Sheffield University have been working with Eleven on a visitors’ guide to the city which offers a different selection of venues to the Our Favourite Places guide and is more student focused.

This guide will be available in all delegate packs.

by b.kelly

Locations of Speakers and Facilitators at IWMW Since 1997

9:15 am in general by b.kelly

The Web sites for all IWMW events since it was started back in 1997 are still available. Over the past couple of years we have migrated information about the events to a series of RSS files, including RSS files of the speakers and workshop facilitators at the events. Yahoo Pipes has been used to merge together these files. These files contain geo-location information of the host institution of contributors at the event: as can be seen from the images below speakers and workshop facilitators from around the country have shared their experiences over the past 13 years.

Speakers at IWMW events from 1997-2010Workshop facilitators at IWMW events from 1997-2010

It seems that there have been about 152 plenary speakers and 278 facilitators – although note that these are estimates and are not based on unique individuals (i.e. if a speaker gives a talk and runs workshop session they will be included twice and will also be included for every contribution made over the years). Also note that the locations typically gives the location of the host institution of the speaker (and we have not included location information for speakers from the commercial sector).

If you would like to explore this geo-location information for yourself you can use Yuan  to view information about the location of the workshop facilitators or, to demonstrate how an alternative mapping service can be easily used, use to view the location of the speakers.

Also note that you can also make use of the Yahoo Pipes used to merge the speakers and facilitators RSS files. A page is also available which provides links to all of the RSS feeds we have provided.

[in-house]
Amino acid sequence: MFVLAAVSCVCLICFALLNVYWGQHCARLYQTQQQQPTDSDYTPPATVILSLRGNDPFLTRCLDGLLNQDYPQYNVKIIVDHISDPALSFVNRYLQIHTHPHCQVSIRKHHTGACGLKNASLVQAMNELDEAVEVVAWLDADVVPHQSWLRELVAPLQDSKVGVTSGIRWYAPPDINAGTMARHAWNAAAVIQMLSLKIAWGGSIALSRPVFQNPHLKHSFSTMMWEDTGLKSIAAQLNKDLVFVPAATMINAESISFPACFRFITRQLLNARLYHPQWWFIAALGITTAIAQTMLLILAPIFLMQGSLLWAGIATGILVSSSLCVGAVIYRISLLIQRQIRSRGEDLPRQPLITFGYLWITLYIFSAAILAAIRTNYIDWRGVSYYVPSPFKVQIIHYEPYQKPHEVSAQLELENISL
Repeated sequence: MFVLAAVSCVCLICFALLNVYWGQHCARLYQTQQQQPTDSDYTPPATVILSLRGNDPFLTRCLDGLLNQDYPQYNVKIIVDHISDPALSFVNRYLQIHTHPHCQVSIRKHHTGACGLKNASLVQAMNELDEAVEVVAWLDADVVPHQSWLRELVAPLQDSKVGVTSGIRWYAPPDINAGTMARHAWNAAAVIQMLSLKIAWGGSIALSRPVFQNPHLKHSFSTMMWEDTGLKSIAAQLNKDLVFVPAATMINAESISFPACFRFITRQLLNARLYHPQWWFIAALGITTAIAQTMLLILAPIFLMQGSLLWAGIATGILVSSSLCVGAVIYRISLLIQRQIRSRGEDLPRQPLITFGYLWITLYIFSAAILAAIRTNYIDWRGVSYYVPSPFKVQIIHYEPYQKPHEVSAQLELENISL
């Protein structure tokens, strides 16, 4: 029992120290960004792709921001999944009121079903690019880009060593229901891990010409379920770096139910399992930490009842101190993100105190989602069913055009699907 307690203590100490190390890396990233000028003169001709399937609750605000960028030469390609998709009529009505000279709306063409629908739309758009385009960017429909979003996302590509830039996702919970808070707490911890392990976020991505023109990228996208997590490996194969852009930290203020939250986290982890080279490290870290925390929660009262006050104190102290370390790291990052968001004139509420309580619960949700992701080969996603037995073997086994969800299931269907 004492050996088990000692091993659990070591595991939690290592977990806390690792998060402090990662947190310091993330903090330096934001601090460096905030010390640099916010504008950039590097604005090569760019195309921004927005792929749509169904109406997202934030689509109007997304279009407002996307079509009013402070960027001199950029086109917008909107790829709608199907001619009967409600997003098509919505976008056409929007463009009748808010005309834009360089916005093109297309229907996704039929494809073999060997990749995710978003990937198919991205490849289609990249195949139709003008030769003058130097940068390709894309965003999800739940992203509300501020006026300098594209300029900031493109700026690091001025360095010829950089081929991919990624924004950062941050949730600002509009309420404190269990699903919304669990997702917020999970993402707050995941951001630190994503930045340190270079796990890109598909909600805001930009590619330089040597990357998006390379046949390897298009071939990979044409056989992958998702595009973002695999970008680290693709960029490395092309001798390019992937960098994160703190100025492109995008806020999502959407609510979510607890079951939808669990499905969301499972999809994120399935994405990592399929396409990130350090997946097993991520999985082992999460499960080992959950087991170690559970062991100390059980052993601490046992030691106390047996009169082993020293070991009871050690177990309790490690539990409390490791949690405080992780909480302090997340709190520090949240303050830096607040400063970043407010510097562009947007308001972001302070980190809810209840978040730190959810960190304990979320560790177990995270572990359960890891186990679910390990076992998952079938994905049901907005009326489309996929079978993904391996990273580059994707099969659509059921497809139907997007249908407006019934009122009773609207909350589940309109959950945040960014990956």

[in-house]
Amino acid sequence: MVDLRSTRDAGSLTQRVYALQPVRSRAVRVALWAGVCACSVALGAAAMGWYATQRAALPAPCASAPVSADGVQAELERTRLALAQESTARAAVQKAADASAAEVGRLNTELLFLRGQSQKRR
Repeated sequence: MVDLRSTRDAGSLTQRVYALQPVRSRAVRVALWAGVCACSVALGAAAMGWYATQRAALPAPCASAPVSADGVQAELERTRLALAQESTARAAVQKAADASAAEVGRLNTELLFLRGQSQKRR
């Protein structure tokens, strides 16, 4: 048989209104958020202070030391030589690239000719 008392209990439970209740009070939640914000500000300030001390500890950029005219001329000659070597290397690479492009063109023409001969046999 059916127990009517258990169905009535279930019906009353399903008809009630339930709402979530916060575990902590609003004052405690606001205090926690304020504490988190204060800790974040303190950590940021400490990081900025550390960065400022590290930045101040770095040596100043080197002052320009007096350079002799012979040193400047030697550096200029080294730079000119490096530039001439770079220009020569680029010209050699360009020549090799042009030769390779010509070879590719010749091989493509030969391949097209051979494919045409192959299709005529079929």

by b.kelly

Sponsored Place for those with No Funding

11:53 am in Admin, sponsors by b.kelly

We are pleased to announce that, thanks to the sponsorship provided by Statistics into Decisions (or SiD), we are able to offer a limited number of free places to participants who would like to attend the IWMW 2010 but are unable to do so due to lack of institutional support.

Statistics into Decisions help clients understand their online space with intelligent analysis. The company was founded by Ranjit Sidhu who will be giving a plenary talk at IWMW on So what do you do exactly?’ In challenging times justifying the roles of the web teams.

The sponsorship will cover the costs of the 3 day event and two night’s accommodation.

If you would like to apply for a sponsored place you should send an email to Marieke Guy, the programme chair of IWMW 2010 by 17:00 on Friday 25th June with details of:

  • The benefits you feel that attendance at IWMW 2010 will provide for you and your institution.
  • How you feel you can participate at IWMW 2010 in order to enhance the event.

You should also provide details of the reasons you are seeking funding to attend.